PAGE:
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Paul with Planter
Hypertufa troughs and planters: they look great, plants love them, and you can make your own at home.

"Antique Stone" Planters

They look like hand-carved stone, but hypertufa trough planters are actually cleverly cast concrete planters you can make yourself!

The principle behind these versatile, easy-to-make faux-stone planters is that their composition of mixed sand, peat moss and cement facilitate excellent drainage, which allows you to grow plants that otherwise probably wouldn't make it in the ground, such as certain herbs, alpine plants, dwarf evergreens and others. The planters' sturdy antique look will add interest to your garden on their own as well!

Many thanks to Helen Phillips at Callaway Gardens in Pine Mountain, Georgia, for the planter "recipe" that follows.

What you'll need:

* 2 parts sand
* 1 part peat moss
* 1 part Portland cement or QuickCrete
* plastic or other mold (We used a plastic window box on The Victory Garden, available from any home center or hardware store, but almost anything will work — use your imagination!)
* 2 wooden dowels, 1/2-inch thick in diameter
* rubber gloves and a protective mask
* plastic to cover the planter
* wire brush


1. Mix the sand and peat moss thoroughly. Then, wearing a mask so as not to inhale cement dust, add the cement to the mixture and mix it again.

2. Slowly add water — it's important to add it a little at a time, mixing it in well with each addition. This will help avoid over-saturation. Add just enough to achieve a stiff consistency.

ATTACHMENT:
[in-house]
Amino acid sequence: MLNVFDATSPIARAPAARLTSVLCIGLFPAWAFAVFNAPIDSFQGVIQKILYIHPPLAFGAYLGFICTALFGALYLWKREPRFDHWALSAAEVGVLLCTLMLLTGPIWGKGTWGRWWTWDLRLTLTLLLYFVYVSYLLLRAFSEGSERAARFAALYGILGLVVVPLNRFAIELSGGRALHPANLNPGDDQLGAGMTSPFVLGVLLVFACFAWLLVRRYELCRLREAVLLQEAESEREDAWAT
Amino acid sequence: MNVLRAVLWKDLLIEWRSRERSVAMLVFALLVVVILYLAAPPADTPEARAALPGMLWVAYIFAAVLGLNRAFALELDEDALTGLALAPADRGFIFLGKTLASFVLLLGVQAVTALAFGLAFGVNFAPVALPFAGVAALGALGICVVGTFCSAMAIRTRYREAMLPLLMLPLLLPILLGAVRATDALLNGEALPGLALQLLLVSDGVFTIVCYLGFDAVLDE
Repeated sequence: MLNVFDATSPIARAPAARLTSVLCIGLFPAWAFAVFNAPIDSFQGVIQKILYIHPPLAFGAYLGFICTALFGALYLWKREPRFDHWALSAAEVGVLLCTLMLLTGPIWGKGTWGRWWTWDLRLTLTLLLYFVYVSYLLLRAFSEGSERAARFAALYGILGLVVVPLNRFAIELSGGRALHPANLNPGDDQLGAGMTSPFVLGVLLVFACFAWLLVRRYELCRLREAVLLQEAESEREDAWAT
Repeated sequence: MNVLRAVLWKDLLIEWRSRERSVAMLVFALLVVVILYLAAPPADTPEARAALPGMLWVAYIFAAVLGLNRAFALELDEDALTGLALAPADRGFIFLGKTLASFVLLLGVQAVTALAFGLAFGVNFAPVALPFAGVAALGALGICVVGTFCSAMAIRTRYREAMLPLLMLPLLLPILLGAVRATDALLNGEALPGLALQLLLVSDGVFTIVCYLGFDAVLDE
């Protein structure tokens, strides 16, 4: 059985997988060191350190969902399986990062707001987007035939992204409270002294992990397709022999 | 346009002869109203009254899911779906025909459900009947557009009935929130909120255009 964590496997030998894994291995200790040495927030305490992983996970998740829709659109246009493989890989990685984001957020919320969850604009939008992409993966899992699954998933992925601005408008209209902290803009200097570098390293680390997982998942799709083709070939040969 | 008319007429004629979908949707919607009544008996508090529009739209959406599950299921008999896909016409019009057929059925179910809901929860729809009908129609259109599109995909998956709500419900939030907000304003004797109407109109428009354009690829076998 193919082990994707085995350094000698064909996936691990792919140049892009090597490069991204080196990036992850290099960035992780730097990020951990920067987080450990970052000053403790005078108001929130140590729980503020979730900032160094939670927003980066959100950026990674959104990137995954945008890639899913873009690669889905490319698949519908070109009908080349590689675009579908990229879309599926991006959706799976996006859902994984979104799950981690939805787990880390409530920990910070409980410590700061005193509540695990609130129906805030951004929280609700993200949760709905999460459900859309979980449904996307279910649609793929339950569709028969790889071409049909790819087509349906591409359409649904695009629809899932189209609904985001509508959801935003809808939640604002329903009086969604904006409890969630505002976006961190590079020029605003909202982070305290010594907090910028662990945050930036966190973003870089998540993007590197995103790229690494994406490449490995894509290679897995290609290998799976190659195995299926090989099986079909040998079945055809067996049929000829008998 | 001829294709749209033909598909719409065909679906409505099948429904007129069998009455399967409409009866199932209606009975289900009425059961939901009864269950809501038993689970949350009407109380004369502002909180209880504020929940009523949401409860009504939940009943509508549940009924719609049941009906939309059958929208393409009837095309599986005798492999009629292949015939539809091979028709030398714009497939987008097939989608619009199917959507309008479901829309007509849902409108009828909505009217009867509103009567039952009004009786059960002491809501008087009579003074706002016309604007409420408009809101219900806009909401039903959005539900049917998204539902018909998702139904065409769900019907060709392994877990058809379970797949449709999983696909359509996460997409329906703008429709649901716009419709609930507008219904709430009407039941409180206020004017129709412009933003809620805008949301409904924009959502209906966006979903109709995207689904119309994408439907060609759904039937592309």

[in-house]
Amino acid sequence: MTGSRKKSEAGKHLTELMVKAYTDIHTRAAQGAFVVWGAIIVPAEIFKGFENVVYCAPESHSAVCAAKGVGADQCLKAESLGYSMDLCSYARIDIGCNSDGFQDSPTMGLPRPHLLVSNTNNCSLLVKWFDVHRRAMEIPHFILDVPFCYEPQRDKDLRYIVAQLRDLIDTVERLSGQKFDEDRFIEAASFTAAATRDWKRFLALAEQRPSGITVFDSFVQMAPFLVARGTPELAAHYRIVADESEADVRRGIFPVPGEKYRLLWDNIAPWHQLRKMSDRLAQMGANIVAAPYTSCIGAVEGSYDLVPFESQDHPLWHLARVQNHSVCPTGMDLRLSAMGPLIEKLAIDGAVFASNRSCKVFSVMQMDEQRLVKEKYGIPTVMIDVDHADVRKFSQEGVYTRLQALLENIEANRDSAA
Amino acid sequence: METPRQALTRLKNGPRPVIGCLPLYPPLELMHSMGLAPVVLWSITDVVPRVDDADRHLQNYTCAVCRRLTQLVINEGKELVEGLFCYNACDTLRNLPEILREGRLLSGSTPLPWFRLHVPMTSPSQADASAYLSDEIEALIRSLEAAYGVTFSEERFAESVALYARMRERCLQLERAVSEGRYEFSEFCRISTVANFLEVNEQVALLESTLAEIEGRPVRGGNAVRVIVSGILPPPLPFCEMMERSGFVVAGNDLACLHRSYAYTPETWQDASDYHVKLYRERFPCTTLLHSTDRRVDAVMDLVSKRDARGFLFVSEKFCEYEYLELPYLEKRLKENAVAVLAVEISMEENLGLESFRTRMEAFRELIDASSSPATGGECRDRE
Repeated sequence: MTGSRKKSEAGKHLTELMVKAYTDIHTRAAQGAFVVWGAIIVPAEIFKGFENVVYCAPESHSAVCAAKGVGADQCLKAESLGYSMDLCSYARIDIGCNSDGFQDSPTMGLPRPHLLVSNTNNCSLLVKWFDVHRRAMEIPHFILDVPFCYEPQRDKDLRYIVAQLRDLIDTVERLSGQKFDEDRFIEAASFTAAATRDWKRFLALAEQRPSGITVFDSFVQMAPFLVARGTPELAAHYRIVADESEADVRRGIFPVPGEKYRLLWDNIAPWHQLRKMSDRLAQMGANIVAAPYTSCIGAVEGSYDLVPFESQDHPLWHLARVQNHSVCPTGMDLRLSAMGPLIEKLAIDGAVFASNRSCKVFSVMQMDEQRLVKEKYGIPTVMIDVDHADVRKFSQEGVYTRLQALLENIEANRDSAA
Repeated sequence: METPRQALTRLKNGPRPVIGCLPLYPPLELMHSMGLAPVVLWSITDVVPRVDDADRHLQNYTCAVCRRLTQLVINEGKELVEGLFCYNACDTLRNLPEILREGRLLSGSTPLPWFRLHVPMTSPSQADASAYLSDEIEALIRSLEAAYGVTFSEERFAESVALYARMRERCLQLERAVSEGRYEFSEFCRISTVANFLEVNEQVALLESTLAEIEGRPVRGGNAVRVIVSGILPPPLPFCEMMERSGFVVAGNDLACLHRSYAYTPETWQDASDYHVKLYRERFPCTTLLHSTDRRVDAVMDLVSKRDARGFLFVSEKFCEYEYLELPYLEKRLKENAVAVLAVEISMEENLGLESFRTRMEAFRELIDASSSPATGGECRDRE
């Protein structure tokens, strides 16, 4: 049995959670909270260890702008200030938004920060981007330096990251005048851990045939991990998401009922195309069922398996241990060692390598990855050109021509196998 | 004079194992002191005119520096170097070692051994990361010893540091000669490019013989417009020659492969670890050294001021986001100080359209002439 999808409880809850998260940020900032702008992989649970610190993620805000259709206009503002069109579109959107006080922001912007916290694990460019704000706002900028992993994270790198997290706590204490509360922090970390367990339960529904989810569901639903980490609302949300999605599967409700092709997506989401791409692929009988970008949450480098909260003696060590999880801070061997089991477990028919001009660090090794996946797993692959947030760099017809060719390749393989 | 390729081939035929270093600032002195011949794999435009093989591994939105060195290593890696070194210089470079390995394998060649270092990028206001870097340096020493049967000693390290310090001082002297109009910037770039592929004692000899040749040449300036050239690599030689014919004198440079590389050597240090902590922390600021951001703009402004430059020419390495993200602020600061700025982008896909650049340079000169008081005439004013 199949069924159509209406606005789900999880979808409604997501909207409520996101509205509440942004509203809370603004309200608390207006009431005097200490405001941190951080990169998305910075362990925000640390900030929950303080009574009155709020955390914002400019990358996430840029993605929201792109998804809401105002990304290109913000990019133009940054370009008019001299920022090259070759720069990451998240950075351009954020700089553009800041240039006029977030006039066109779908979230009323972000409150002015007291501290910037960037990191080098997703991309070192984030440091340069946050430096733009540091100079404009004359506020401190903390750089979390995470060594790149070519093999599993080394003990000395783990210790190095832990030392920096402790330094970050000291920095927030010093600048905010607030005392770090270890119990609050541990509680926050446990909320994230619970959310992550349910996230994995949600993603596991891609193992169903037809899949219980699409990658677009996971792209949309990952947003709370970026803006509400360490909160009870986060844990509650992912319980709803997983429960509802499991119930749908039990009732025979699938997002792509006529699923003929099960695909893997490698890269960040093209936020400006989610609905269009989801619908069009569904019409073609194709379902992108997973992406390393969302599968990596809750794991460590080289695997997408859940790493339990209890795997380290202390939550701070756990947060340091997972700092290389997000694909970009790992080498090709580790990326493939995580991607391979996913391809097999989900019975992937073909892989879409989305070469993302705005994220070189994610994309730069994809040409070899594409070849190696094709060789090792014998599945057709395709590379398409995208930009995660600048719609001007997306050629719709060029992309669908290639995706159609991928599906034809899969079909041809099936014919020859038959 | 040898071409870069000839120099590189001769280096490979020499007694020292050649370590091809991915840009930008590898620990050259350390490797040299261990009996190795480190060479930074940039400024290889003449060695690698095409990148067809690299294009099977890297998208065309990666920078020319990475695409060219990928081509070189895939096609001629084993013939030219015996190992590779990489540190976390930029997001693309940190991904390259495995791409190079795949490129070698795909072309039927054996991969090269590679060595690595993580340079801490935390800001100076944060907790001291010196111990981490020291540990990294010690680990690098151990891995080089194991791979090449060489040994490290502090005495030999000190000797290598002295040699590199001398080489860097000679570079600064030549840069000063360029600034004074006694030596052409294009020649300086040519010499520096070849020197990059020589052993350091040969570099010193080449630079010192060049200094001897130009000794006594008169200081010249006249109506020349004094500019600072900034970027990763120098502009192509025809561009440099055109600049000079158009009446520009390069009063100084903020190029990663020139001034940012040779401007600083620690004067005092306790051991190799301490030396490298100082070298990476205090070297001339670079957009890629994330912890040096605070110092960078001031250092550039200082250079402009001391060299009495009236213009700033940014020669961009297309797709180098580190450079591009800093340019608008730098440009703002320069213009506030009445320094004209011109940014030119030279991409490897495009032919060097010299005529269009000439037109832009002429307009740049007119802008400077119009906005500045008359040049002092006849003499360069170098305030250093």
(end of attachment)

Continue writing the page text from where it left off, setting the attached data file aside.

3. Wearing gloves, apply the mixture to the bottom of the mold and press firmly. The base should be about 2 inches thick. Then apply the mixture to the sides of the mold. The sides should be about 1 inch thick.

4. To make drainage holes, firmly insert the two dowels into the base of the mold, screwing them in until they reach the bottom. Leave the dowels in the mold and cover the entire planter with plastic (grocery store plastic bags work well). Let the planter dry for 24 hours.

5. To unmold the planter, remove the dowels and turn the mold over. The planter should slide out easily. Clear out the drainage holes and smooth the edges of the planter to your liking with a wire brush.

6. Finally, cover the planter again with plastic and place it in a shady spot for one month. Before using, flush it well with water.

So there you have it — a very attractive "old" planter that looks like stone, perfect for alpine plants, small evergreens and more. And best of all, it's handmade!

For more information on resources used on the show, visit our Resource Directory

This segment appears in show #2717.

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Published August 31, 2007